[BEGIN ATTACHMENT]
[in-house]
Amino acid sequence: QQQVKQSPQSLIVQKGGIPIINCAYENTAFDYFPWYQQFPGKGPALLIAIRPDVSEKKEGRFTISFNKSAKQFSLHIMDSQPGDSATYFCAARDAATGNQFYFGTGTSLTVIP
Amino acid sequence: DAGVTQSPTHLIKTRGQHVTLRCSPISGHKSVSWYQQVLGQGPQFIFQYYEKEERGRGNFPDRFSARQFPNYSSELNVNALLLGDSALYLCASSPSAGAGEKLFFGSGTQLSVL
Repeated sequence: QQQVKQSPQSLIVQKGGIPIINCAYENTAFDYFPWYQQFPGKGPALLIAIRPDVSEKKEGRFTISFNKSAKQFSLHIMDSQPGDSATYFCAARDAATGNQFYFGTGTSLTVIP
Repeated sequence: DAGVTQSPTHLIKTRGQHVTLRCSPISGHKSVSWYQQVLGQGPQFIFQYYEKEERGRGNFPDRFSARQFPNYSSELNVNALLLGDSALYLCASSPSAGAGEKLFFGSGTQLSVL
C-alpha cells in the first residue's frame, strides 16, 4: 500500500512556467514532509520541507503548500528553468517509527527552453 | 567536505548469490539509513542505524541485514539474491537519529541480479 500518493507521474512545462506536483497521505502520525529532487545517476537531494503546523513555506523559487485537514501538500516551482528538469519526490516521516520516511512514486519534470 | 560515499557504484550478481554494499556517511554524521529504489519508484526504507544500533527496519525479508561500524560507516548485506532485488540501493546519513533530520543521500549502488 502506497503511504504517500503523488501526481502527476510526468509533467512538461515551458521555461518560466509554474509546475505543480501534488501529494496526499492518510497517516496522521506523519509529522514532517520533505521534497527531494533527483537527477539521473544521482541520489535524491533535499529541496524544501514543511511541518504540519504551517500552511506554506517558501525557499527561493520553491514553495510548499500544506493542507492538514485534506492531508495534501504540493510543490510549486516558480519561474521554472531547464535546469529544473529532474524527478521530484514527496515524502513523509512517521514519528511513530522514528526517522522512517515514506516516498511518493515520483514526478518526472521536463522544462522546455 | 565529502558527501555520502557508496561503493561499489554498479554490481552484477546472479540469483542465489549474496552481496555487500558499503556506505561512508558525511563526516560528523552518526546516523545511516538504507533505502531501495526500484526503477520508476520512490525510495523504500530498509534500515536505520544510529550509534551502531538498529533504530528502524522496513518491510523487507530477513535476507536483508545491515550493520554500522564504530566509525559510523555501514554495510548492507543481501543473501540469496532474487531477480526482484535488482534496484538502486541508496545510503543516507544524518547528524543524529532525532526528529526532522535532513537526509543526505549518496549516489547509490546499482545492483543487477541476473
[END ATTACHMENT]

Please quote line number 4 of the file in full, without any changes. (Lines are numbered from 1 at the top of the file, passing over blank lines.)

Repeated sequence: QQQVKQSPQSLIVQKGGIPIINCAYENTAFDYFPWYQQFPGKGPALLIAIRPDVSEKKEGRFTISFNKSAKQFSLHIMDSQPGDSATYFCAARDAATGNQFYFGTGTSLTVIP